Drip irrigation is a controlled, slow application of water that flows under low pressure through plastic pipe or hose laid along each row of plants. The water drips out of tiny holes that are made in the hose wall or from fittings called emitters that are plugged into the wall at proper spacing. Soil moisture remains constant, and air is always available. By delivering water directly to plants, little is lost to evaporation or runoff so this technique is very water efficient. A variety of emitters allow the proper amount of water to be delivered to each individual plant. It is one of the best techniques for watering gardens, fruit trees, vines and container plants.
Mulch protects the soil by helping it retain moisture, suppresses weeds and insulates plants from extreme temperatures. Any material such as wood chips, straw, nut shells, paper, sawdust, leaves, seaweed, grass clippings or compost can be used as a mulch. Mulching is a way to recycle materials that might otherwise be discarded and simultaneously improve your soil.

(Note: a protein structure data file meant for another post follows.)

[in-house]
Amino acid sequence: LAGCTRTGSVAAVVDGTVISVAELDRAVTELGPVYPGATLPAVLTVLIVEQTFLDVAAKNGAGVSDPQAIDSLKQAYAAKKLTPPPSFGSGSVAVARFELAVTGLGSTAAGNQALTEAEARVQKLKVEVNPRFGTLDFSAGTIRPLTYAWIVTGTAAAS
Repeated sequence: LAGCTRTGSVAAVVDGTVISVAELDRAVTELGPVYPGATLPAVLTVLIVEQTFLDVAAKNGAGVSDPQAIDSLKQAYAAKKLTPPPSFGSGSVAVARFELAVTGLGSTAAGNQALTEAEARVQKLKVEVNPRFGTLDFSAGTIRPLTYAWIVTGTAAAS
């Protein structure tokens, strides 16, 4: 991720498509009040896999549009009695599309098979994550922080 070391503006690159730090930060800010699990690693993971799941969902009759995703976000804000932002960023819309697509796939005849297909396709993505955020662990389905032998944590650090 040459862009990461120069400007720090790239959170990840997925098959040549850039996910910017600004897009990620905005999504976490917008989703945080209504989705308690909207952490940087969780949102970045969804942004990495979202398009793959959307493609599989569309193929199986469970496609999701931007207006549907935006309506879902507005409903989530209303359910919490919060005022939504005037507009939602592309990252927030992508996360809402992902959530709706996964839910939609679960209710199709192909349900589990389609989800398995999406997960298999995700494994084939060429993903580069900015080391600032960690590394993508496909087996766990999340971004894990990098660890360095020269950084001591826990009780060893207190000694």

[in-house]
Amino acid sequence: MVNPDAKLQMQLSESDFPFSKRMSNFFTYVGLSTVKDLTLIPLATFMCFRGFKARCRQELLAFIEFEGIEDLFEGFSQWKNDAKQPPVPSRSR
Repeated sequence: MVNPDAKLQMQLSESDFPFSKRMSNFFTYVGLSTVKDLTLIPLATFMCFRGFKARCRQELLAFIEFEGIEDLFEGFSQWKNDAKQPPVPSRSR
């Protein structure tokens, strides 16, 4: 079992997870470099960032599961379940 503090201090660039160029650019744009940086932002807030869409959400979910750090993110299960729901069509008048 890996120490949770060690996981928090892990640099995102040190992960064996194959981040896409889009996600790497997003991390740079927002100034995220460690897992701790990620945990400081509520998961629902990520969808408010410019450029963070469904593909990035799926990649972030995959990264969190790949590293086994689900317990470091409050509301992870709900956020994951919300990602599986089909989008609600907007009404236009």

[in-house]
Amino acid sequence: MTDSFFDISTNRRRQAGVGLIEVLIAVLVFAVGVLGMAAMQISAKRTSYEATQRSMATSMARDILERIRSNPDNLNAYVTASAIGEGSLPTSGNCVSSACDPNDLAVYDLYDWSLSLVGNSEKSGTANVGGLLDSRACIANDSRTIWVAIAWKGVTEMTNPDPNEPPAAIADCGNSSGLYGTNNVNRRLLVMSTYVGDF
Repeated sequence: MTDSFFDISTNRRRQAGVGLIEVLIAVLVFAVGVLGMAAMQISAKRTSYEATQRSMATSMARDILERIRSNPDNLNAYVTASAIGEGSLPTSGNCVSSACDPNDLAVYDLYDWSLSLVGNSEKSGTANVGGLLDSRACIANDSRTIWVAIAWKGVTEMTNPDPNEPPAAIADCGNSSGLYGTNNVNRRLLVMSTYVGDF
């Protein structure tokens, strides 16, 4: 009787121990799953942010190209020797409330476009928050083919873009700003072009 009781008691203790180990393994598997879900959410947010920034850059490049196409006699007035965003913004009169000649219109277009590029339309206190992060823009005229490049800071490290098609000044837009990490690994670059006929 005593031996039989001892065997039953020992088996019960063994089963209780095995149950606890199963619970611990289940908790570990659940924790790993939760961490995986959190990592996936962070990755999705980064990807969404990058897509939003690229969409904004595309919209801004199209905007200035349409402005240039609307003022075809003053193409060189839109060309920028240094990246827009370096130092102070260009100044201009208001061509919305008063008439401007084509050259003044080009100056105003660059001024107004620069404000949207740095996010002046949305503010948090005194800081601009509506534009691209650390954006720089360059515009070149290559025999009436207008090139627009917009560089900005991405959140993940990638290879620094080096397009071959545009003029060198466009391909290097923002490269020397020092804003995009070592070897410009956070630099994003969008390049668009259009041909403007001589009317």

Integrated Pest Management (IPM)
In our efforts to grow a maximum amount of food, we have come to view all insects as enemies. We have created chemical fertilizers to encourage growth and poisons to kill pests. Most are indiscriminate and kill beneficial organisms too, upsetting the natural balance, and, when it rains, the chemical runoff poisons our groundwater, rivers and bay. Using IPM methods is a better way to control pests and keep a healthy, natural balance in your garden. IPM techniques can be as simple as planting companion plants to attract beneficial insects, introducing beneficial insects to your garden or making your own pesticides from ingredients you may already have on hand such as borax, ammonia, and beer. IPM controls are preferable to chemical pesticides. However, when it is absolutely necessary to use a pesticide, choose the least toxic product.